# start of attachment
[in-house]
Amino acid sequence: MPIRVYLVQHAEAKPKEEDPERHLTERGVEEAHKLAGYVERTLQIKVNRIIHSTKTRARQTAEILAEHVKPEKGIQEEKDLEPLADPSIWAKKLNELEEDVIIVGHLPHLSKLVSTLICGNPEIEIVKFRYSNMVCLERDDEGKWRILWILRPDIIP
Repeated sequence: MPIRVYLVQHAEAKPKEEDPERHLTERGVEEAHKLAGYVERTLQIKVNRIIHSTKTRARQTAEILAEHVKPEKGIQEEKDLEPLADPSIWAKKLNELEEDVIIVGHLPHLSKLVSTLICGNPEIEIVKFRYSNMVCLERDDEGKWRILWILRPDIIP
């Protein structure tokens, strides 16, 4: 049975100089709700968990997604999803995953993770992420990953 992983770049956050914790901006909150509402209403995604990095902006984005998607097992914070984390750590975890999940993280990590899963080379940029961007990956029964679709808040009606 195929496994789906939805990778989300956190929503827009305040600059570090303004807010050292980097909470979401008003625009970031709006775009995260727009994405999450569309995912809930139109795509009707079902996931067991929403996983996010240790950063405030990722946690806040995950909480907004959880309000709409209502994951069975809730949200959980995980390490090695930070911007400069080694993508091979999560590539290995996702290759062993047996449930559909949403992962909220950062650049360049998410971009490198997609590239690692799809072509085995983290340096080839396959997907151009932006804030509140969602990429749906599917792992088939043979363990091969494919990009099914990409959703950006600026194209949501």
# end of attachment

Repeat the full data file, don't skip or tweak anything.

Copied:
[in-house]
Amino acid sequence: MPIRVYLVQHAEAKPKEEDPERHLTERGVEEAHKLAGYVERTLQIKVNRIIHSTKTRARQTAEILAEHVKPEKGIQEEKDLEPLADPSIWAKKLNELEEDVIIVGHLPHLSKLVSTLICGNPEIEIVKFRYSNMVCLERDDEGKWRILWILRPDIIP
Repeated sequence: MPIRVYLVQHAEAKPKEEDPERHLTERGVEEAHKLAGYVERTLQIKVNRIIHSTKTRARQTAEILAEHVKPEKGIQEEKDLEPLADPSIWAKKLNELEEDVIIVGHLPHLSKLVSTLICGNPEIEIVKFRYSNMVCLERDDEGKWRILWILRPDIIP
């Protein structure tokens, strides 16, 4: 049975100089709700968990997604999803995953993770992420990953 992983770049956050914790901006909150509402209403995604990095902006984005998607097992914070984390750590975890999940993280990590899963080379940029961007990956029964679709808040009606 195929496994789906939805990778989300956190929503827009305040600059570090303004807010050292980097909470979401008003625009970031709006775009995260727009994405999450569309995912809930139109795509009707079902996931067991929403996983996010240790950063405030990722946690806040995950909480907004959880309000709409209502994951069975809730949200959980995980390490090695930070911007400069080694993508091979999560590539290995996702290759062993047996449930559909949403992962909220950062650049360049998410971009490198997609590239690692799809072509085995983290340096080839396959997907151009932006804030509140969602990429749906599917792992088939043979363990091969494919990009099914990409959703950006600026194209949501």